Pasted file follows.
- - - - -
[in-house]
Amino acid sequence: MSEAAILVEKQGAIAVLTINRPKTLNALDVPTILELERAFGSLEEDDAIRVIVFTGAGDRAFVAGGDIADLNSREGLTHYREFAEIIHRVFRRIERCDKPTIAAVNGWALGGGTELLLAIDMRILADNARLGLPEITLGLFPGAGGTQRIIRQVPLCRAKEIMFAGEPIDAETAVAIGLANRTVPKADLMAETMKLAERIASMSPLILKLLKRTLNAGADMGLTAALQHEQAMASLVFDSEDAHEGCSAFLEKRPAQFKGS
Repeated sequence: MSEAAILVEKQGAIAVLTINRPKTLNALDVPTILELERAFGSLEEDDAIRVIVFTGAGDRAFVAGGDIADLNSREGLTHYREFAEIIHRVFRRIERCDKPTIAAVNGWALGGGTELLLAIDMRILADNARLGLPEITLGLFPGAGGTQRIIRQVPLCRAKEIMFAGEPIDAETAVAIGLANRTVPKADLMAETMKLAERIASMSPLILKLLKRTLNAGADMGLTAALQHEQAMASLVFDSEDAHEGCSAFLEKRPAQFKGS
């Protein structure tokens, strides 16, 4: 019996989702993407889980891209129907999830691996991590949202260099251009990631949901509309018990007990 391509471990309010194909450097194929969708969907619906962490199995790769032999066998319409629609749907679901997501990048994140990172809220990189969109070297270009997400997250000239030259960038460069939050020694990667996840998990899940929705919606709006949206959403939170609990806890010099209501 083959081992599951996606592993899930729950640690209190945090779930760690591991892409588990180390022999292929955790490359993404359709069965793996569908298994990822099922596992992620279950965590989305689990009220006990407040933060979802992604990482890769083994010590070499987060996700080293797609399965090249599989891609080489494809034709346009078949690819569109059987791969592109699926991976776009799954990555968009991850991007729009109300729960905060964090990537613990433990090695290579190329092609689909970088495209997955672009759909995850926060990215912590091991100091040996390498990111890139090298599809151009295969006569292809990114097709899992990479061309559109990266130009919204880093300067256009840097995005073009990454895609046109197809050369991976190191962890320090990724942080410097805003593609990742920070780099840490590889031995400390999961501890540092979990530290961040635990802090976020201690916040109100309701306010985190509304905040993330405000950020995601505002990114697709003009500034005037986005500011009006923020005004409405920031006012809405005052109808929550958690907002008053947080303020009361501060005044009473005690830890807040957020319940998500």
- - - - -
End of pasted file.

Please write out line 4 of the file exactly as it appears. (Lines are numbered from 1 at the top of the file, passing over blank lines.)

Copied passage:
């Protein structure tokens, strides 16, 4: 019996989702993407889980891209129907999830691996991590949202260099251009990631949901509309018990007990 391509471990309010194909450097194929969708969907619906962490199995790769032999066998319409629609749907679901997501990048994140990172809220990189969109070297270009997400997250000239030259960038460069939050020694990667996840998990899940929705919606709006949206959403939170609990806890010099209501 083959081992599951996606592993899930729950640690209190945090779930760690591991892409588990180390022999292929955790490359993404359709069965793996569908298994990822099922596992992620279950965590989305689990009220006990407040933060979802992604990482890769083994010590070499987060996700080293797609399965090249599989891609080489494809034709346009078949690819569109059987791969592109699926991976776009799954990555968009991850991007729009109300729960905060964090990537613990433990090695290579190329092609689909970088495209997955672009759909995850926060990215912590091991100091040996390498990111890139090298599809151009295969006569292809990114097709899992990479061309559109990266130009919204880093300067256009840097995005073009990454895609046109197809050369991976190191962890320090990724942080410097805003593609990742920070780099840490590889031995400390999961501890540092979990530290961040635990802090976020201690916040109100309701306010985190509304905040993330405000950020995601505002990114697709003009500034005037986005500011009006923020005004409405920031006012809405005052109808929550958690907002008053947080303020009361501060005044009473005690830890807040957020319940998500």